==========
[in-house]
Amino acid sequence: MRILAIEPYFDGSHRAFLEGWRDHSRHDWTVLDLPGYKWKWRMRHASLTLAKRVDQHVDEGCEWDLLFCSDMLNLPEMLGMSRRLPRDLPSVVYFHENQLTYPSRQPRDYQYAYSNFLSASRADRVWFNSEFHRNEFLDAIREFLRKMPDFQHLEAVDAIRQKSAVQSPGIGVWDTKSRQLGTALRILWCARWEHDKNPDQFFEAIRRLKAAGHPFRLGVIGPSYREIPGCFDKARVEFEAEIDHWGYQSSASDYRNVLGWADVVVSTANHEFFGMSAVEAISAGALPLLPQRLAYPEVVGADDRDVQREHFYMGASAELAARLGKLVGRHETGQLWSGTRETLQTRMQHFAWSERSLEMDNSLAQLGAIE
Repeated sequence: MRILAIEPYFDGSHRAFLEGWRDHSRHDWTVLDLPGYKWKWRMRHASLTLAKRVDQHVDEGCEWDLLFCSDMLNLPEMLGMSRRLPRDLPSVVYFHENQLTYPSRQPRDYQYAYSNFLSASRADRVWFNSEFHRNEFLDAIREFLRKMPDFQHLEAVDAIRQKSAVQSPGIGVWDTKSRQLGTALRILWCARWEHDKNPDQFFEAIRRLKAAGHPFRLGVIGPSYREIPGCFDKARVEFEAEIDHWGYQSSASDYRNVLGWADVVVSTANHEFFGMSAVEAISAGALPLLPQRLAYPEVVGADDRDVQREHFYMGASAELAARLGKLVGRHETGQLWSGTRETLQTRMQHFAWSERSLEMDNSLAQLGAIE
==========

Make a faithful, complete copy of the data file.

[in-house]
Amino acid sequence: MRILAIEPYFDGSHRAFLEGWRDHSRHDWTVLDLPGYKWKWRMRHASLTLAKRVDQHVDEGCEWDLLFCSDMLNLPEMLGMSRRLPRDLPSVVYFHENQLTYPSRQPRDYQYAYSNFLSASRADRVWFNSEFHRNEFLDAIREFLRKMPDFQHLEAVDAIRQKSAVQSPGIGVWDTKSRQLGTALRILWCARWEHDKNPDQFFEAIRRLKAAGHPFRLGVIGPSYREIPGCFDKARVEFEAEIDHWGYQSSASDYRNVLGWADVVVSTANHEFFGMSAVEAISAGALPLLPQRLAYPEVVGADDRDVQREHFYMGASAELAARLGKLVGRHETGQLWSGTRETLQTRMQHFAWSERSLEMDNSLAQLGAIE
Repeated sequence: MRILAIEPYFDGSHRAFLEGWRDHSRHDWTVLDLPGYKWKWRMRHASLTLAKRVDQHVDEGCEWDLLFCSDMLNLPEMLGMSRRLPRDLPSVVYFHENQLTYPSRQPRDYQYAYSNFLSASRADRVWFNSEFHRNEFLDAIREFLRKMPDFQHLEAVDAIRQKSAVQSPGIGVWDTKSRQLGTALRILWCARWEHDKNPDQFFEAIRRLKAAGHPFRLGVIGPSYREIPGCFDKARVEFEAEIDHWGYQSSASDYRNVLGWADVVVSTANHEFFGMSAVEAISAGALPLLPQRLAYPEVVGADDRDVQREHFYMGASAELAARLGKLVGRHETGQLWSGTRETLQTRMQHFAWSERSLEMDNSLAQLGAIE